However, the weather measurement instruments mounted on offshore wind farms would not replace weather satellites as the most important source of numerical weather prediction initial data. The difference, if any, in the length of useful forecast days would probably be in the third decimal. A far more useful source of improvement is simply Moore's law which continuously improves the computing power of supercomputers. Due to the chaotic nature of the equations, even a number of years of Moore's law will not allow us to forecast weather a month from now.

Disclaimer: I am employed in the weather service business.

  • I understand that solar panels and wind turbines cannot out-compete information gathered from airplanes, satellites or professional measurement stations, but could information from a large amount of them be used as additional information source? Or do you think they are too unreliable to be useful?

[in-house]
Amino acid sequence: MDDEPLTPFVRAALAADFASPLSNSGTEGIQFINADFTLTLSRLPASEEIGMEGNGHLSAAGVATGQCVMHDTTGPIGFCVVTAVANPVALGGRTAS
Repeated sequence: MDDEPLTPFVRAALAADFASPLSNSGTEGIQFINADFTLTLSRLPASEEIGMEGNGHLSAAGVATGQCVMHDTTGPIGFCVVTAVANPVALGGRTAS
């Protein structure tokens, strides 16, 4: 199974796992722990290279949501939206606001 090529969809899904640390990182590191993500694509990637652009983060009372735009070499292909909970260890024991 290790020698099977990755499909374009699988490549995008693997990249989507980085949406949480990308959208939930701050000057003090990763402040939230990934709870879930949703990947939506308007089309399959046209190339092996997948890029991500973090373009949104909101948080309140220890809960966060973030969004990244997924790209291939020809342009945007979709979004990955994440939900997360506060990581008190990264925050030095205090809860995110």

– THelper
    Nov 23, 2019 at 8:06
  • I think I answered it already: (a) we do not always have a full picture of winds in the oceans due to lack of measurement stations, so offshore wind turbines could be used as an additional information source, but (b) the likely way this happens is that professional equipment will be installed to offshore wind turbine platforms, not by measuring the power production directly. About solar, I think the answer is no. Satellites continuously improve at a great rate, so someday we might have sub-kilometer resolution from geostationary satellites.
    – juhist
    Nov 23, 2019 at 8:12